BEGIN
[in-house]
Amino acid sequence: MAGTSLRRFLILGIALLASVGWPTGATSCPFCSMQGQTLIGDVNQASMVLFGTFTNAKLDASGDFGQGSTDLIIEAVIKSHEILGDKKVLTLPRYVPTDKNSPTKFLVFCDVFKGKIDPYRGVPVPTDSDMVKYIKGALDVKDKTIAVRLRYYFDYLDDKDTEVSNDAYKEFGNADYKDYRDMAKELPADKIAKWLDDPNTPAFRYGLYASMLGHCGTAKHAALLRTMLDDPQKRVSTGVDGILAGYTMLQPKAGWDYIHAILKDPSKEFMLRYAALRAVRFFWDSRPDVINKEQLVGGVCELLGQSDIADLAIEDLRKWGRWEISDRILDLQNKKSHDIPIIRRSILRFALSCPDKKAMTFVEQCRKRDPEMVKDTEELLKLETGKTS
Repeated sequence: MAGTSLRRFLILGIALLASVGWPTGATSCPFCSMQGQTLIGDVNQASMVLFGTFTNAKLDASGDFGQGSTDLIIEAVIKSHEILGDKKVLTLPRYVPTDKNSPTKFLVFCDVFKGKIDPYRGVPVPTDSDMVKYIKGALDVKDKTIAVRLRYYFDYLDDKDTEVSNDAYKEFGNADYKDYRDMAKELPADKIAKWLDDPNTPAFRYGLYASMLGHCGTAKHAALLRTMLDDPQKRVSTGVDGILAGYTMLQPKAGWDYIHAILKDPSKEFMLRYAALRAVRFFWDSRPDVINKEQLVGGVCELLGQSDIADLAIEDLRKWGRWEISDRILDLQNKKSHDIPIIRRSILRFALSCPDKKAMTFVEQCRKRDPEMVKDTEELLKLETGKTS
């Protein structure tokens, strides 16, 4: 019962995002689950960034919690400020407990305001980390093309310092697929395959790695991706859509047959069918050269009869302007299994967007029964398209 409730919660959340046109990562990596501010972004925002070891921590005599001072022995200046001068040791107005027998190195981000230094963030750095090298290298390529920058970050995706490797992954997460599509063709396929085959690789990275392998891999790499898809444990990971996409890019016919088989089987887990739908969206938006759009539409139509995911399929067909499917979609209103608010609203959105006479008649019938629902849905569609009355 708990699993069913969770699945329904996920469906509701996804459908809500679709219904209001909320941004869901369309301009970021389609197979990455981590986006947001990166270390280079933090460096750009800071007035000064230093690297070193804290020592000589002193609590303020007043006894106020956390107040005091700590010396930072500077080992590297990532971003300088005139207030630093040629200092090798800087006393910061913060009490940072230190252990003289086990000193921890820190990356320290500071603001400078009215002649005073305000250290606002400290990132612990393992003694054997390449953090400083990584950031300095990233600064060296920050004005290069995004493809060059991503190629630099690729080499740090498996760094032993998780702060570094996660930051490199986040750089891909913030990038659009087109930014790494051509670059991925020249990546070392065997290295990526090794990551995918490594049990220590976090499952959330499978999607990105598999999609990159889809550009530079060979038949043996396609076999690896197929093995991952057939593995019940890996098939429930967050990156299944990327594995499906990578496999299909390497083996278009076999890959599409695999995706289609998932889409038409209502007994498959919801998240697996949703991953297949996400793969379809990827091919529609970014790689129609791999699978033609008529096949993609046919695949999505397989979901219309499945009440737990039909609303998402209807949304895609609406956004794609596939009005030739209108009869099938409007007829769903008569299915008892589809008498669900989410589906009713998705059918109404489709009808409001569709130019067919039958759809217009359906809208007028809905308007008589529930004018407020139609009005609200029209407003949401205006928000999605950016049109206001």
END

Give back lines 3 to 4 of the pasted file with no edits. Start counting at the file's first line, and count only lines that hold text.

Repeated sequence: MAGTSLRRFLILGIALLASVGWPTGATSCPFCSMQGQTLIGDVNQASMVLFGTFTNAKLDASGDFGQGSTDLIIEAVIKSHEILGDKKVLTLPRYVPTDKNSPTKFLVFCDVFKGKIDPYRGVPVPTDSDMVKYIKGALDVKDKTIAVRLRYYFDYLDDKDTEVSNDAYKEFGNADYKDYRDMAKELPADKIAKWLDDPNTPAFRYGLYASMLGHCGTAKHAALLRTMLDDPQKRVSTGVDGILAGYTMLQPKAGWDYIHAILKDPSKEFMLRYAALRAVRFFWDSRPDVINKEQLVGGVCELLGQSDIADLAIEDLRKWGRWEISDRILDLQNKKSHDIPIIRRSILRFALSCPDKKAMTFVEQCRKRDPEMVKDTEELLKLETGKTS
């Protein structure tokens, strides 16, 4: 019962995002689950960034919690400020407990305001980390093309310092697929395959790695991706859509047959069918050269009869302007299994967007029964398209 409730919660959340046109990562990596501010972004925002070891921590005599001072022995200046001068040791107005027998190195981000230094963030750095090298290298390529920058970050995706490797992954997460599509063709396929085959690789990275392998891999790499898809444990990971996409890019016919088989089987887990739908969206938006759009539409139509995911399929067909499917979609209103608010609203959105006479008649019938629902849905569609009355 708990699993069913969770699945329904996920469906509701996804459908809500679709219904209001909320941004869901369309301009970021389609197979990455981590986006947001990166270390280079933090460096750009800071007035000064230093690297070193804290020592000589002193609590303020007043006894106020956390107040005091700590010396930072500077080992590297990532971003300088005139207030630093040629200092090798800087006393910061913060009490940072230190252990003289086990000193921890820190990356320290500071603001400078009215002649005073305000250290606002400290990132612990393992003694054997390449953090400083990584950031300095990233600064060296920050004005290069995004493809060059991503190629630099690729080499740090498996760094032993998780702060570094996660930051490199986040750089891909913030990038659009087109930014790494051509670059991925020249990546070392065997290295990526090794990551995918490594049990220590976090499952959330499978999607990105598999999609990159889809550009530079060979038949043996396609076999690896197929093995991952057939593995019940890996098939429930967050990156299944990327594995499906990578496999299909390497083996278009076999890959599409695999995706289609998932889409038409209502007994498959919801998240697996949703991953297949996400793969379809990827091919529609970014790689129609791999699978033609008529096949993609046919695949999505397989979901219309499945009440737990039909609303998402209807949304895609609406956004794609596939009005030739209108009869099938409007007829769903008569299915008892589809008498669900989410589906009713998705059918109404489709009808409001569709130019067919039958759809217009359906809208007028809905308007008589529930004018407020139609009005609200029209407003949401205006928000999605950016049109206001």